Donald Trump’s team has become embroiled in a fresh war of words with the media.
On January 21, President Trump had condemned media reporting of the number of people attending his inauguration.
White House Chief of Staff Reince Priebus said there was “an obsession… to de-legitimize this president. We’re not going to sit around and take it.”
However, photos show more people attended the inauguration of President Barack Obama in 2009.
Reince Priebus said on Fox News Sunday that the “media from day one has been talking about de-legitimizing the election”. He said Donald Trump’s presidency would fight such coverage “tooth and nail every day”.
The latest row was mainly sparked by the inauguration figures.
There were no official estimates. President Trump said during a visit to the CIA on January 21 that it “looked like a million and a half people”, but provided no evidence. He called reporters “among the most dishonest human beings on Earth” for saying it was far lower.
Donald Trump’s press secretary Sean Spicer outlined figures amounting to 720,000 people in Washington’s National Mall, despite also saying that “no-one had numbers” for the inauguration.
Sean Spicer also said it was the “largest audience to ever witness an inauguration – period – both in person and around the globe”.
Many outlets, using photos of the National Mall showing the difference in numbers attending the 2009 inauguration and Donald Trump’s, hit out at Sean Spicer’s statements.
The New York Times denounced “false claims” and described the statements as a “striking display of invective and grievance at the dawn of a presidency”.
Both CNN and ABC News went into detail to refute Sean Spicer’s claims.
Donald Trump’s aide Kellyanne Conway also criticized the media in a feisty exchange on NBC.
Kellyanne Conway was challenged by Chuck Todd on NBC’s Meet the Press to say why Sean Spicer’s first appearance had been to “utter a probable falsehood”.
“If we are going to keep referring to our press secretary in those type of terms, I think we are going to have to rethink our relationship here,” she said.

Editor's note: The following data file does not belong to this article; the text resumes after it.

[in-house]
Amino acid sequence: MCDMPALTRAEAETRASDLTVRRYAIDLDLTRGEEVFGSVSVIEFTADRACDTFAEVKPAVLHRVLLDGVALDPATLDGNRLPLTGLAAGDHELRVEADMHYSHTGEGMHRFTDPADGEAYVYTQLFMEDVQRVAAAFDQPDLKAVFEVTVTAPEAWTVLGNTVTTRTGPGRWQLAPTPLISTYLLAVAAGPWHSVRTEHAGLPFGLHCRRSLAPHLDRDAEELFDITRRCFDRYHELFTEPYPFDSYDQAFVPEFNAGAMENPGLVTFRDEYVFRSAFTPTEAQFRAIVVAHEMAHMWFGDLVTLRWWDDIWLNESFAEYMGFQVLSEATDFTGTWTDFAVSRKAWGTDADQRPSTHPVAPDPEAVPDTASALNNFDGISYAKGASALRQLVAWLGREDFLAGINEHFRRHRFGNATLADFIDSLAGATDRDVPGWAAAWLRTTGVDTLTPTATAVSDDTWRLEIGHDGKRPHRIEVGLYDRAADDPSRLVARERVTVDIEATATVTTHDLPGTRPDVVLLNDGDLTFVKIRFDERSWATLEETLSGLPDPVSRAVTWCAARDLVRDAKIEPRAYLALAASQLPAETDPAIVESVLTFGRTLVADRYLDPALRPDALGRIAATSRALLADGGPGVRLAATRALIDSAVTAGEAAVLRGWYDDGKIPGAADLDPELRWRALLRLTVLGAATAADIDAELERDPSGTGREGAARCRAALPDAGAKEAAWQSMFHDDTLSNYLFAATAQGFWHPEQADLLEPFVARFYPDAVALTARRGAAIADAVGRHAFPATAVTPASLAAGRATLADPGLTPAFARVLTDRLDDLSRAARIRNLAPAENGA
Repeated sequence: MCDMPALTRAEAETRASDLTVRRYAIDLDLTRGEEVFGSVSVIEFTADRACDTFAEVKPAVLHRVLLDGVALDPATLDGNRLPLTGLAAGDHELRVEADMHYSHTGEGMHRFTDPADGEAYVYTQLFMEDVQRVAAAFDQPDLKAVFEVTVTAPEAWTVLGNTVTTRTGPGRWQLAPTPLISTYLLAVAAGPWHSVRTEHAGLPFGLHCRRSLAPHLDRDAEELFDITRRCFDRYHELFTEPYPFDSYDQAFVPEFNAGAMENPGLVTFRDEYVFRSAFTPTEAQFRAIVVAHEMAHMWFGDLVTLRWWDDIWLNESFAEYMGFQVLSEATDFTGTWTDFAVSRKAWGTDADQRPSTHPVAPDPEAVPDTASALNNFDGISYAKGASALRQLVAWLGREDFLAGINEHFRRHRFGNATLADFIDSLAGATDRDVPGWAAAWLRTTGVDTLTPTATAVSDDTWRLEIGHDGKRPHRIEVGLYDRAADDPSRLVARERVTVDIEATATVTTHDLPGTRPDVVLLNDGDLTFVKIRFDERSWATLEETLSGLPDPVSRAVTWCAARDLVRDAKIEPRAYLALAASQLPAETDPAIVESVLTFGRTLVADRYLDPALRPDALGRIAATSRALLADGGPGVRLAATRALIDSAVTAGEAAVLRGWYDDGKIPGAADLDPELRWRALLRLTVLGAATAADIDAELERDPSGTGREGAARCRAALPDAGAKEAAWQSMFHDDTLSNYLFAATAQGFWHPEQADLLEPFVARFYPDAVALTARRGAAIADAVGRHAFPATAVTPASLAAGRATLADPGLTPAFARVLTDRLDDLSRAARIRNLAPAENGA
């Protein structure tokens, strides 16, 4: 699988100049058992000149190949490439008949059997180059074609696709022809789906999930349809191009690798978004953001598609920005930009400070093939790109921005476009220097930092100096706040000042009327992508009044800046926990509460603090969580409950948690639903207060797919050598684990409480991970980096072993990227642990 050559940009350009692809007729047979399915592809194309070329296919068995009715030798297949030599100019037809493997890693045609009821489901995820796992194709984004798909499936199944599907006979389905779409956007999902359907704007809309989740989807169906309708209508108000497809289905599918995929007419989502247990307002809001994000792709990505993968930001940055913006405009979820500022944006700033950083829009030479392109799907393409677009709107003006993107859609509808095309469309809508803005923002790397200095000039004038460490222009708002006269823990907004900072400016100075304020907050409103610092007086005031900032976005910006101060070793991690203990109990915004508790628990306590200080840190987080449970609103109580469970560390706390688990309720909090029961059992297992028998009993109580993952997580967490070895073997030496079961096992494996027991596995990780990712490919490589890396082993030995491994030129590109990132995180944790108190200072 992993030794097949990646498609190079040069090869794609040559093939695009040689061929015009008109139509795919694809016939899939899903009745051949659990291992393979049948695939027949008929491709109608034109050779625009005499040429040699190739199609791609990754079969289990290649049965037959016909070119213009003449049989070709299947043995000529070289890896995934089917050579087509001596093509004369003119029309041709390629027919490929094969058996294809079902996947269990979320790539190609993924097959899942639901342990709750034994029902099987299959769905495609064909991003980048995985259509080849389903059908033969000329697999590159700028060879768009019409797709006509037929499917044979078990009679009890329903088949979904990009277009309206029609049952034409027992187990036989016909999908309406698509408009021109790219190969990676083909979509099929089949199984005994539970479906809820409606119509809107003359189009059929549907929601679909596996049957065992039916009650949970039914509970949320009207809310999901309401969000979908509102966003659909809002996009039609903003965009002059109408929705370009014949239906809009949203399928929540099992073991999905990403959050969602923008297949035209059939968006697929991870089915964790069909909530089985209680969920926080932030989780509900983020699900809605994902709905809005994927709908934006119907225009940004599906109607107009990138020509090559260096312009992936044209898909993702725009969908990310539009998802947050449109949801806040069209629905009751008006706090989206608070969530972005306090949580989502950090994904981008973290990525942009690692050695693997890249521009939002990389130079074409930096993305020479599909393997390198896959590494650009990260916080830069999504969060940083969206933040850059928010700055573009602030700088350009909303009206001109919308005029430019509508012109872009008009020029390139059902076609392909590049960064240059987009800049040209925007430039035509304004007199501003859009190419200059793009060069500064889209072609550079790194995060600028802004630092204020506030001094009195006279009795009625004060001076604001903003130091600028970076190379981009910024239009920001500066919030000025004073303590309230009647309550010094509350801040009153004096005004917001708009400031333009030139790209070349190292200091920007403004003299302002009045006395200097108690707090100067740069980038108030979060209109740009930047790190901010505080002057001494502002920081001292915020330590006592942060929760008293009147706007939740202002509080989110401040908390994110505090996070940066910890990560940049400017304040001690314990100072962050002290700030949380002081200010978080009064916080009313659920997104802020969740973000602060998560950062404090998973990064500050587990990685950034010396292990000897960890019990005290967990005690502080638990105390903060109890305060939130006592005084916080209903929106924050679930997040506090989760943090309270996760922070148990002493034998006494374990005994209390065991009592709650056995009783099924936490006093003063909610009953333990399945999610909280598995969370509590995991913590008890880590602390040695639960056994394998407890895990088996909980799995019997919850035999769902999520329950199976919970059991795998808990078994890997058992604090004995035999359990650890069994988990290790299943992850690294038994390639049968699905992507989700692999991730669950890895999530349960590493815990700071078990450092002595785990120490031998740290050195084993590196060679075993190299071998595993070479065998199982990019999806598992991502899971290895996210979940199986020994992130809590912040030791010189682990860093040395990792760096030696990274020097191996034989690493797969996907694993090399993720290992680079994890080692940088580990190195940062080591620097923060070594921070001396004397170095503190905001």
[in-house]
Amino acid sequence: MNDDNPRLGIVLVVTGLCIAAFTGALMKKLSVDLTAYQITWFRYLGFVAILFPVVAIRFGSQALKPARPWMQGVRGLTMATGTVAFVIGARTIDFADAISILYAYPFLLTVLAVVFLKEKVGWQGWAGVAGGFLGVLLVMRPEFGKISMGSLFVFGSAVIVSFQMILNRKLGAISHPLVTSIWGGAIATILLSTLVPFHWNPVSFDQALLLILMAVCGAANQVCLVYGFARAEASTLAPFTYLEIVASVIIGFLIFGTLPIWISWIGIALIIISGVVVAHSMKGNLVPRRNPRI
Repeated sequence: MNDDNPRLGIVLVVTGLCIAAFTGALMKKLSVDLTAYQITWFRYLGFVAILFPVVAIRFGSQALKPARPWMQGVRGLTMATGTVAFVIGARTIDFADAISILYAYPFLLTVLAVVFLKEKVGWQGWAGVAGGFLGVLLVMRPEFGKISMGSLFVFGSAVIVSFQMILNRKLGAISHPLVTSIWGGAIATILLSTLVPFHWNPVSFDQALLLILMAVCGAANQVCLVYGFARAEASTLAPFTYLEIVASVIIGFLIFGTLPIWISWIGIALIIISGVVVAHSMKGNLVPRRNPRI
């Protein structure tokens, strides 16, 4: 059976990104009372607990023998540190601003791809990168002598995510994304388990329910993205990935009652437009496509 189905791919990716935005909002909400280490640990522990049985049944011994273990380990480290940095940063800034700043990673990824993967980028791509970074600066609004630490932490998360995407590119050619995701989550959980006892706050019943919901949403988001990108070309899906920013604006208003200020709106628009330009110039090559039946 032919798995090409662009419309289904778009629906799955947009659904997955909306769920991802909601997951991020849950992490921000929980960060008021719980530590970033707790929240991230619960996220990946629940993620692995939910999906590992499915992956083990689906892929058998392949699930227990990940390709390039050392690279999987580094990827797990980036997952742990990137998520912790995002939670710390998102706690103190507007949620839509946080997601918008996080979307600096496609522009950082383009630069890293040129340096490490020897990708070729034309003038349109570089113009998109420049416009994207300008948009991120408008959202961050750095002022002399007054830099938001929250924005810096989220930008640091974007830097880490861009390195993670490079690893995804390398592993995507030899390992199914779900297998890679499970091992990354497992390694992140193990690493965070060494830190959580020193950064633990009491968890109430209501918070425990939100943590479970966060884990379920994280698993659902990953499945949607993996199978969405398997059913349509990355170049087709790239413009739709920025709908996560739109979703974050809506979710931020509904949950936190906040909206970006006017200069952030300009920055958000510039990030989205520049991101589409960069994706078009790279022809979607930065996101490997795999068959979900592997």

Pressed on Sean Spicer’s claims, Kellyanne Conway said he had been presenting “alternative facts”.
“Alternative facts are not facts they are falsehoods,” Chuck Todd replied.
Kellyanne Conway insisted there was “no way to really quantify crowds” and, taking offence at a laugh from the reporter, said: “You can laugh at me all you want. It’s symbolic of the way we are treated by the press the way you just laughed at me.”
She also highlighted another issue that caused friction with the media – the Time Magazine reporter who incorrectly reported that a bust of civil rights hero Martin Luther King Jr. had been removed from the Oval Office. The reporter later apologized for the error.
On January 22, Donald Trump tweeted about TV ratings of the inauguration, saying that 31 million people had watched, 11 million more than four years ago.
The president also referred to January 21 protests that saw millions in the US and hundreds of thousands around the globe take to the streets in some 600 demonstrations against his presidency.
Donald Trump’s initial tweet said he was “under the impression that we just had an election”, asking: “Why didn’t these people vote?”
A later tweet said that “peaceful protests are a hallmark of our democracy”.